This post introduces the authors’ recently published Frontiers in Sustainable Food Systems article, “Using animal history to inform current debates in gene editing farm animals: A systematic review.”
Interdisciplinary scholarship for historians often means studying another discipline (say, evolutionary biology) to draw insights that produce new historical knowledge. Another approach is multidisciplinary, or sharing authority with scholars from another field during the research, analysis, and interpretation of the past. In a collaboration between historians and animal welfare scientists at The University of British Columbia, we tried to do just that. After a year of collaboration, we published a systematic literature review in a leading journal, Frontiers in Sustainable Food Systems. To our knowledge, this is the first historical review for that publication.
“Our research was driven by a shared concern about the ethics and governance of using new gene-editing applications on farm animals.”
We were drawn together by a joint commitment to research that engages contemporary issues: for example, public history is also referred to as “applied” history; animal welfare science often falls under the umbrella of applied animal biology. Our research was driven by a shared concern about the ethics and governance of using new gene-editing applications on farm animals. We wondered if surveying the scholarship of animal history could inform current debates about this technology. We hoped that this approach would provide new insight into how novel technologies in agriculture emerge and how these are perceived by people over time.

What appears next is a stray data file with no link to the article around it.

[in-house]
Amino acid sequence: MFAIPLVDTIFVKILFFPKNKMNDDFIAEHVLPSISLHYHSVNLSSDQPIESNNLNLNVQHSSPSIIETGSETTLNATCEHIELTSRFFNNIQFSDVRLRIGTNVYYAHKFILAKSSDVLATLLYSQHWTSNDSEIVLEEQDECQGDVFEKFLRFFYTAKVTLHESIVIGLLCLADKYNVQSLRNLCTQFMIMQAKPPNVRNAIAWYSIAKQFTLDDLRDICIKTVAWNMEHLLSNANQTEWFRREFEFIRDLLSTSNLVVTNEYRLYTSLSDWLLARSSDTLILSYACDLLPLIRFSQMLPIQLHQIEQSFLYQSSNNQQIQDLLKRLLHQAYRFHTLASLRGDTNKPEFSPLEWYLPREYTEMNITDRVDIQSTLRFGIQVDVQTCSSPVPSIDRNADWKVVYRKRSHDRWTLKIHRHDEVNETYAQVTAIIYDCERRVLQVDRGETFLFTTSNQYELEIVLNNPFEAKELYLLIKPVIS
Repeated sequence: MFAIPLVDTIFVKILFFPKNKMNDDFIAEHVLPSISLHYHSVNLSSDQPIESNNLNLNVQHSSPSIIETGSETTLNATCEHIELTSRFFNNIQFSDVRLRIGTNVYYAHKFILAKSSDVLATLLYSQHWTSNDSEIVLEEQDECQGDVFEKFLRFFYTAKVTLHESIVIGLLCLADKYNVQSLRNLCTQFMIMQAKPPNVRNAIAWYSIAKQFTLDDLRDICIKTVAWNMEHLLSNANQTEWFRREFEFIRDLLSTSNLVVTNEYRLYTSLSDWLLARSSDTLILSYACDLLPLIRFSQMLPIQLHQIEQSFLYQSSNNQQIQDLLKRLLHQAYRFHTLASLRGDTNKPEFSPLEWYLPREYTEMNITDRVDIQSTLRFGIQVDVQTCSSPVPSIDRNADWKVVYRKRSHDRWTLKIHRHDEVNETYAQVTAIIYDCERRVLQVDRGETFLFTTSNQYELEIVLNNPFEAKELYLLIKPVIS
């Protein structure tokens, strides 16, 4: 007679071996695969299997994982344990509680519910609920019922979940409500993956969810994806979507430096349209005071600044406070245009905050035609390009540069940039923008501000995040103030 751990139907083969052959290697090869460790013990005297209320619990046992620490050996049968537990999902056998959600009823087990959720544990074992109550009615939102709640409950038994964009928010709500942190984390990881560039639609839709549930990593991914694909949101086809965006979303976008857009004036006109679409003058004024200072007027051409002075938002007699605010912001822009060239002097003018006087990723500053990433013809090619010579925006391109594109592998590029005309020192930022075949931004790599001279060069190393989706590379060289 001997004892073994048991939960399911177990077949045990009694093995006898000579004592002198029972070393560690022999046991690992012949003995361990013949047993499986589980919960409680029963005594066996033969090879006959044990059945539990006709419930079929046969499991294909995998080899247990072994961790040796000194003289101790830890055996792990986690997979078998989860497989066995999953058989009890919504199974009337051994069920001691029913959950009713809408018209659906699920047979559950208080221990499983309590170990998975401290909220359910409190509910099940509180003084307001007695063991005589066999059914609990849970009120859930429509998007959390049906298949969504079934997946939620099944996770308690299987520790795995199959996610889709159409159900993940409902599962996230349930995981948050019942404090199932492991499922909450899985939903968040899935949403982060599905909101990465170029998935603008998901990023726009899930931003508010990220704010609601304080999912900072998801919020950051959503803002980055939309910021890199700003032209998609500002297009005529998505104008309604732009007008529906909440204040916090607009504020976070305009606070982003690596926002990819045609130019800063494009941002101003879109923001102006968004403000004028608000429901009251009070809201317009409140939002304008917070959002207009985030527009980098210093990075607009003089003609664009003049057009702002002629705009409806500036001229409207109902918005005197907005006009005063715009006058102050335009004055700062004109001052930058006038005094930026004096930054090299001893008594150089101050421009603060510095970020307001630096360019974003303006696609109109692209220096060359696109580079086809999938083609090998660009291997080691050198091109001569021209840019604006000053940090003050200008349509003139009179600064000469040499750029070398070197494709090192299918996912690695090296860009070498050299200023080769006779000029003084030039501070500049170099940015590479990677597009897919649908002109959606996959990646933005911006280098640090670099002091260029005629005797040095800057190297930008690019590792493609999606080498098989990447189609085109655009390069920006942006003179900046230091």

One early challenge was developing a shared vocabulary for our research team, as the historians and scientists often used concepts in different ways. Consider the concept of “animal welfare,” key to our collaboration. We, the historians (Will Wright and Heidi Tworek), approached this via examples from the early development of the field, including work by women-led civil society organizations like the Royal Society for the Prevention of Cruelty to Animals that increased public awareness over examples of humane treatment of cattle and horses. We, the animal welfare scientists (Nina von Keyserlingky, Katie Koralesky, and Dan Weary), approached this from the perspective of how the concept could be broken down and how these sub-elements could be assessed, specifying that welfare includes how animals feel (e.g., free from severe or prolonged fear or pain), function (e.g., in good health), and express natural behaviours (e.g., their ability use of highly motivated evolutionary behaviours). Although it took time for the five of us to all get on the same page, this was achievable because we committed to regular meetings where we would discuss such issues.